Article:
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E-commerce & FulfillmentModern ShipperNews

Linnworks’ new funding will enable an effortless economy

People hate doing things themselves. Today we have cars that are self-driving, microwaves that are self-cleaning, thermostats that are self-adjusting – even ​​sentences that are self-completing. Automation is just about everywhere, from the streets we drive on to the stores we shop at, but there’s still a long way to go before we reach the ceiling of what it can do.

Linnworks is bringing that ceiling closer to reality. On Wednesday, the commerce automation company announced a new majority investment from Marlin Equity Partners that it will use to scale its product capabilities and continue its global expansion. Linnworks’ vision is to automate processes like inventory, product information and order management to enable businesses to scale. The company has customers spanning 50 countries that ship to over 140 nations worldwide.

Total commerce control

Much like a self-driving car might free up a driver to take a bite of their lunch, Linnworks’ solution automates key business operations that allow managers to focus on scale. Headquartered in the U.K., the SaaS company’s goal is to give brands and retailers what CEO Callum Campbell calls “total commerce control.”

“The world of commerce that we’re living in is very much centered around a fantastic consumer experience, where you and I as consumers can buy the products that we want to access on a whole host of different platforms, online and offline — great for us as consumers, but it’s challenging for brands and retailers. How do I, as a brand or retailer, take my products and make them available for sale wherever my customers are choosing to shop?” Campbell told Modern Shipper. “So what you end up with is a very fragmented ecosystem for the brand or the retailer.”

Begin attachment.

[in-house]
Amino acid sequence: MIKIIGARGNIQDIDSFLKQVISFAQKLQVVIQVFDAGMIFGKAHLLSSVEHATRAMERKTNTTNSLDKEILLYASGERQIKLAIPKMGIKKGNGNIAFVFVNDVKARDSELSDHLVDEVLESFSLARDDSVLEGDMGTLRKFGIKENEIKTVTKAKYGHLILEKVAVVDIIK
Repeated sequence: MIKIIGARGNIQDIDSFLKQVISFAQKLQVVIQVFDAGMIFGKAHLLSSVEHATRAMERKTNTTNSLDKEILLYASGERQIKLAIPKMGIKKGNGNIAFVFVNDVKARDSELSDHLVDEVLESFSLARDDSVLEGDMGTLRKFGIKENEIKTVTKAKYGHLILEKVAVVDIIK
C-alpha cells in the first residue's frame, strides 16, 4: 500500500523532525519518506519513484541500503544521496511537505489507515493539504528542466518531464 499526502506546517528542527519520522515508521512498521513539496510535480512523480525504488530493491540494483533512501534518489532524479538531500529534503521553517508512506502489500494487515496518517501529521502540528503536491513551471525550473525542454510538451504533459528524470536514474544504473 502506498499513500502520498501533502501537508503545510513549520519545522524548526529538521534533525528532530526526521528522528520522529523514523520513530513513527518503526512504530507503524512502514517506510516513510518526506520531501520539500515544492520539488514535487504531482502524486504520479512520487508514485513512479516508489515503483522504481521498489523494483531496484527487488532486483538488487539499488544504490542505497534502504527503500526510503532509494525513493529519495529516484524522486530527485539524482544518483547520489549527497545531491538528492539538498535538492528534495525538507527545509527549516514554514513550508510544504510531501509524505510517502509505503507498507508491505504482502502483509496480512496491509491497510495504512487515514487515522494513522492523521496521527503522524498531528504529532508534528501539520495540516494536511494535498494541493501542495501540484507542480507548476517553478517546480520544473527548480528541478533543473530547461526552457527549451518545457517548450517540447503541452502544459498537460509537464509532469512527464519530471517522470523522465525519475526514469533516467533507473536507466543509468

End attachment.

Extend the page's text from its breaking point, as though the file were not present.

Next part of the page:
To manage that disjointed network, Linnworks adds a central hub to commerce operations through which brands and retailers can reach consumers on the channels where they shop. The company automates inventory management, product information management and order management across all channels and operations, with partnerships including marketplaces like Amazon (NASDAQ: AMZN), eBay (NASDAQ: EBAY), Shopify (NYSE: SHOP) and Walmart (NYSE: WMT).

“Take, for example, this pen,” Campbell said, holding up a normal ballpoint pen. “You want to sell this pen on your website, you want to sell it on Amazon, you want to sell it on eBay, you want to sell it on Instagram – you can sell it across a whole host of different environments at the same time, but in order to do that properly and not cause problems for your customers, you need to control your stock levels. And all of these different environments need to describe this pen and list it, manage pricing, and then when you receive orders you’ve got to kind of aggregate them and collect them centrally, and then assign them to the correct shipping services. … Imagine you’re selling 1,000 different types of pens on 20 different channels internationally – that becomes a complex stock management problem. And so Linnworks sits there centrally and synchronizes your inventory.”


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Campbell noted that consumers today expect to be able to purchase products in the environments where they spend most of their time, whether that be in stores or on their phones, and they expect products to be delivered on their terms. In Linnworks’ recent study, the company surveyed more than 1,000 customers in North America and Europe and found that 76% said convenience was their top priority when selecting a retailer – even above price.